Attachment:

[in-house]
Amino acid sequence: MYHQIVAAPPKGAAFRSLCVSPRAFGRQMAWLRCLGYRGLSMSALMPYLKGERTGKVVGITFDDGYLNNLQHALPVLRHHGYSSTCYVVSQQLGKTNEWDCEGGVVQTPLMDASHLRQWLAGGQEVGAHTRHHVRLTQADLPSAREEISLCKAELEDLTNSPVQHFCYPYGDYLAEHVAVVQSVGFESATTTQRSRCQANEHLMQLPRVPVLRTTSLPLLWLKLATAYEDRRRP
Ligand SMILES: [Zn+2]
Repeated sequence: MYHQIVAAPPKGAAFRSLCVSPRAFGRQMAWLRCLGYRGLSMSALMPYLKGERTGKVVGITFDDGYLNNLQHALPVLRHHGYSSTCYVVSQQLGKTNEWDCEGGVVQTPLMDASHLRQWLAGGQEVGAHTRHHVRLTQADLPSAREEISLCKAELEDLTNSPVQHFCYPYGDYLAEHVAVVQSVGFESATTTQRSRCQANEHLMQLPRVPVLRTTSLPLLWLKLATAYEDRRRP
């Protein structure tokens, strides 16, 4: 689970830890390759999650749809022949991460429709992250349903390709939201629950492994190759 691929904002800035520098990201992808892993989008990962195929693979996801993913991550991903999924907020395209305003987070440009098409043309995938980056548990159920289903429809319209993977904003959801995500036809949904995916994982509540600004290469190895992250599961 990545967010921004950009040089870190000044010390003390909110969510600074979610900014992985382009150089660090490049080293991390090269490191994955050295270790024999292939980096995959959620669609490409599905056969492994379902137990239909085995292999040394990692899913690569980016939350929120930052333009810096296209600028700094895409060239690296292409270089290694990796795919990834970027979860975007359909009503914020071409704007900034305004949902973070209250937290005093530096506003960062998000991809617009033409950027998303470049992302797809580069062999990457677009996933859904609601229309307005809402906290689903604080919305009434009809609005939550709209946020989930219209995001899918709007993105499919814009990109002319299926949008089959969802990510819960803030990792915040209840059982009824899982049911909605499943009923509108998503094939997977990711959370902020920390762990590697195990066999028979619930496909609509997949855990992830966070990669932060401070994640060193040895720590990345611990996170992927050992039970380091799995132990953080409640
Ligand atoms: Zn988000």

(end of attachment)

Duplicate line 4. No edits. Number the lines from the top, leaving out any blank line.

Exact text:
Repeated sequence: MYHQIVAAPPKGAAFRSLCVSPRAFGRQMAWLRCLGYRGLSMSALMPYLKGERTGKVVGITFDDGYLNNLQHALPVLRHHGYSSTCYVVSQQLGKTNEWDCEGGVVQTPLMDASHLRQWLAGGQEVGAHTRHHVRLTQADLPSAREEISLCKAELEDLTNSPVQHFCYPYGDYLAEHVAVVQSVGFESATTTQRSRCQANEHLMQLPRVPVLRTTSLPLLWLKLATAYEDRRRP